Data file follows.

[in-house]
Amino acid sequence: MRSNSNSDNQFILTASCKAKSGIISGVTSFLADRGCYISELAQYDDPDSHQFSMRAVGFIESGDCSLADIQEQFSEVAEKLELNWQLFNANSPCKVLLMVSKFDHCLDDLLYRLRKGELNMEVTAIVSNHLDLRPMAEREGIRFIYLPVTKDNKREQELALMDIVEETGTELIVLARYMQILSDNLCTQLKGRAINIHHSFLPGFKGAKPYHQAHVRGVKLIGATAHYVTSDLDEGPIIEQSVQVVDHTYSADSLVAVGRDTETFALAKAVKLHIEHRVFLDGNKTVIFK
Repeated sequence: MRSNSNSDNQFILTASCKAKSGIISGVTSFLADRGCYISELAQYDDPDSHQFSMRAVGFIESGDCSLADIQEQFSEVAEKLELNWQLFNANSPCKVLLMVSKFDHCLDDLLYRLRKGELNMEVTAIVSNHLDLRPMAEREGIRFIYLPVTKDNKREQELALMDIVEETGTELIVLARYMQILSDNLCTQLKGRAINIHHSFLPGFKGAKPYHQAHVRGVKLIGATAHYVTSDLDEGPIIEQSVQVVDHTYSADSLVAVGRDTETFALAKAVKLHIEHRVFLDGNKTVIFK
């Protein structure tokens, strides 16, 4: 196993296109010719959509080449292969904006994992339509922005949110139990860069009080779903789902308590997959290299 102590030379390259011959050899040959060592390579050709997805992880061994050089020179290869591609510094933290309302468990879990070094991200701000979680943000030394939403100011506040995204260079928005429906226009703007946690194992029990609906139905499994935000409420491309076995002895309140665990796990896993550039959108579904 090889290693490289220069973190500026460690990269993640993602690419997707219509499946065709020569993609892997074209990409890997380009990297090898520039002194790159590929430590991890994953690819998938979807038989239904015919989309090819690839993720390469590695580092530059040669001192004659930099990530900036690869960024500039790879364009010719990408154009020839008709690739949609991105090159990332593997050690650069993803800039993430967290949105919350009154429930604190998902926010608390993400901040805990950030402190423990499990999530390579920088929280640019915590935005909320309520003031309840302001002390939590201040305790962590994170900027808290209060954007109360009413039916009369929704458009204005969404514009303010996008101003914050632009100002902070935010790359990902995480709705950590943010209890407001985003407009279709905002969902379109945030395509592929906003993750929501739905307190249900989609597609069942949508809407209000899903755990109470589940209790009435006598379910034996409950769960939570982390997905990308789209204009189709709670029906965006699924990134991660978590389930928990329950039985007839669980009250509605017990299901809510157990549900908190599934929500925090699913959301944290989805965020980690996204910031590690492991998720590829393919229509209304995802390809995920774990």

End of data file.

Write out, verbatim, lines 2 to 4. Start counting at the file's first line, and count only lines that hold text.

Amino acid sequence: MRSNSNSDNQFILTASCKAKSGIISGVTSFLADRGCYISELAQYDDPDSHQFSMRAVGFIESGDCSLADIQEQFSEVAEKLELNWQLFNANSPCKVLLMVSKFDHCLDDLLYRLRKGELNMEVTAIVSNHLDLRPMAEREGIRFIYLPVTKDNKREQELALMDIVEETGTELIVLARYMQILSDNLCTQLKGRAINIHHSFLPGFKGAKPYHQAHVRGVKLIGATAHYVTSDLDEGPIIEQSVQVVDHTYSADSLVAVGRDTETFALAKAVKLHIEHRVFLDGNKTVIFK
Repeated sequence: MRSNSNSDNQFILTASCKAKSGIISGVTSFLADRGCYISELAQYDDPDSHQFSMRAVGFIESGDCSLADIQEQFSEVAEKLELNWQLFNANSPCKVLLMVSKFDHCLDDLLYRLRKGELNMEVTAIVSNHLDLRPMAEREGIRFIYLPVTKDNKREQELALMDIVEETGTELIVLARYMQILSDNLCTQLKGRAINIHHSFLPGFKGAKPYHQAHVRGVKLIGATAHYVTSDLDEGPIIEQSVQVVDHTYSADSLVAVGRDTETFALAKAVKLHIEHRVFLDGNKTVIFK
């Protein structure tokens, strides 16, 4: 196993296109010719959509080449292969904006994992339509922005949110139990860069009080779903789902308590997959290299 102590030379390259011959050899040959060592390579050709997805992880061994050089020179290869591609510094933290309302468990879990070094991200701000979680943000030394939403100011506040995204260079928005429906226009703007946690194992029990609906139905499994935000409420491309076995002895309140665990796990896993550039959108579904 090889290693490289220069973190500026460690990269993640993602690419997707219509499946065709020569993609892997074209990409890997380009990297090898520039002194790159590929430590991890994953690819998938979807038989239904015919989309090819690839993720390469590695580092530059040669001192004659930099990530900036690869960024500039790879364009010719990408154009020839008709690739949609991105090159990332593997050690650069993803800039993430967290949105919350009154429930604190998902926010608390993400901040805990950030402190423990499990999530390579920088929280640019915590935005909320309520003031309840302001002390939590201040305790962590994170900027808290209060954007109360009413039916009369929704458009204005969404514009303010996008101003914050632009100002902070935010790359990902995480709705950590943010209890407001985003407009279709905002969902379109945030395509592929906003993750929501739905307190249900989609597609069942949508809407209000899903755990109470589940209790009435006598379910034996409950769960939570982390997905990308789209204009189709709670029906965006699924990134991660978590389930928990329950039985007839669980009250509605017990299901809510157990549900908190599934929500925090699913959301944290989805965020980690996204910031590690492991998720590829393919229509209304995802390809995920774990």